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ZITO v. MOUTAL

United States District Court, Northern District of Illinois


March 31, 1959

ANTONIO ZITO
v.
MONTE MOUTAL, ACTING DISTRICT DIRECTOR, UNITED STATES IMMIGRATION AND NATURALIZATION SERVICE, CHICAGO, ILLINOIS.

The opinion of the court was delivered by: Julius J. Hoffman, District Judge.

This is an action to review an order of deportation in which the plaintiff seeks the following relief: (1) a declaration that he is not a deportable alien under the provisions of 8 U.S.C.A. § 1251(a)(4); (2) a declaration that an order for the deportation of plaintiff is null and void; and (3) a mandatory injunction to compel the defendant to present for hearing plaintiff's petition for naturalization. The cause was originally before this court on plaintiff's motion for a preliminary injunction. Upon the defendant's assurance to the court that the plaintiff would not be deported immediately, a decision on the motion was held in abeyance pending the filing of cross-motions for summary judgment. These motions have now been filed, and, for the reasons which follow, I am of the opinion that plaintiff's motion for summary judgment must be granted.

There is no dispute as to the material facts in this case. Plaintiff is an alien who has lived in the United States for approximately 36 years. In 1941 he pleaded guilty to a twelve count indictment which charged conspiracy and eleven substantives violations of the Internal Revenue Act of 1939, 26 U.S.C.A. § 1 et seq., pertaining to distilled spirits. He was sentenced to imprisonment for eight years and fined $12,000. In 1944 plaintiff was released on parole and in 1949 he was discharged from parole.

On October 21, 1954, plaintiff filed with the United States Immigration and Naturalization Service (hereafter "Service") an application to file a petition for naturalization. At that time, and twice thereafter, he informed the Service of his criminal record. After examination, plaintiff's application was granted and, on September 25, 1956, plaintiff filed a petition for naturalization in the United States District Court for the Southern District of Illinois. The petition is still pending in that court.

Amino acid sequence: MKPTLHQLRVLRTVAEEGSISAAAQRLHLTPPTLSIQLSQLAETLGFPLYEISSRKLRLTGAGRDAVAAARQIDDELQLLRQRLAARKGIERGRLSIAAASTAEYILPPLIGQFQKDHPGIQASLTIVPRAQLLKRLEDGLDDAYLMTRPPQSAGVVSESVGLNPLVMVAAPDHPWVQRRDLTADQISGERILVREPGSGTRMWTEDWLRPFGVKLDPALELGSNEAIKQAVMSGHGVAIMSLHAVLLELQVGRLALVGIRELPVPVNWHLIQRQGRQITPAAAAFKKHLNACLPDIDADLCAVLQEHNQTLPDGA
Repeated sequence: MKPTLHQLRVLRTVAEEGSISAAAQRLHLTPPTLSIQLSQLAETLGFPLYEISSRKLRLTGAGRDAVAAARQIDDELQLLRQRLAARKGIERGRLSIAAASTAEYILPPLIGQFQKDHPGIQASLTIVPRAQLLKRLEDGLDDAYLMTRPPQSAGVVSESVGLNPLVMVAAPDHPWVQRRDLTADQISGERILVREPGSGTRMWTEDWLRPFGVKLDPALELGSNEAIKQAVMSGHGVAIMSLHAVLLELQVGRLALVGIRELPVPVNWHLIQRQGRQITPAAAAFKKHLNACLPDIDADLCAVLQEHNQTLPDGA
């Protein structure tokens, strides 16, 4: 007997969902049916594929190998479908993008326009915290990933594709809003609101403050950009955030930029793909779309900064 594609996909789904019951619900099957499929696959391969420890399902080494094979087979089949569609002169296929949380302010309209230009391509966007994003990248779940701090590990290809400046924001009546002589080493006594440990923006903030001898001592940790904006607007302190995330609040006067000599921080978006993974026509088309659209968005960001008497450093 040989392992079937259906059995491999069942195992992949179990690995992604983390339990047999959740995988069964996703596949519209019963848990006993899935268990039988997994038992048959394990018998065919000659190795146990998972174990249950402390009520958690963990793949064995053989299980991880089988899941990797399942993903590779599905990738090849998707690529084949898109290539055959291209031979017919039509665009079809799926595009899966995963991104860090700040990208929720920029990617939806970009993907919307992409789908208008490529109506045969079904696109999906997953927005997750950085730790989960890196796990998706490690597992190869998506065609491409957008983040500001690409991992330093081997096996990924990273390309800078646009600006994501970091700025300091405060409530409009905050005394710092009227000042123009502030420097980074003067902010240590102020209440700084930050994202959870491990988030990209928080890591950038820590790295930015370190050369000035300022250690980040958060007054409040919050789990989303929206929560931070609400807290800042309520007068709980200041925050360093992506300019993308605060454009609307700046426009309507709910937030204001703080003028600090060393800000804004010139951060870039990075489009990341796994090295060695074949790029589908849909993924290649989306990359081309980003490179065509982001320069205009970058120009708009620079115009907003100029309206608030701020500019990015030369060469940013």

On November 24, 1957, the Service initiated deportation proceedings against the plaintiff pursuant to 8 U.S.C.A. § 1251(a)(4), which provides for the deportation of any alien

    "* * * who at any time after entry is convicted
  of two crimes involving moral turpitude, not
  arising out of a single scheme of criminal
  misconduct * * *." (Emphasis added.)

Deportation was sought because the plaintiff had been convicted of the offenses stated in counts six and eleven of the indictment, which offenses, according to the Service, did not arise out of a single scheme of criminal misconduct. Count six charged that the plaintiff and others, on September 18, 1940,

    "* * * did unlawfully, knowingly and wilfully
  remove, deposit and conceal goods and
  commodities, to wit, two hundred gallons of
  alcohol, for and in respect whereof a tax was
  then and there imposed, with intent to defraud
  the United States of such tax * * *."

Count eleven charged that the plaintiff and others (the same persons named in count six), on September 9, 1940,

    "* * * (the exact date thereof being to the Grand
  Jurors unknown) * * * did unlawfully, knowingly and
  wilfully remove, deposit and conceal goods and
  commodities, to wit, fifty gallons of non-tax-paid
  alcohol, (the exact amount of said non-tax-paid
  alcohol being to the Grand Jurors unknown), for and
  in respect whereof a tax was then and there
  imposed, with intent to defraud the United States
  of such tax * * *." (Emphasis added.)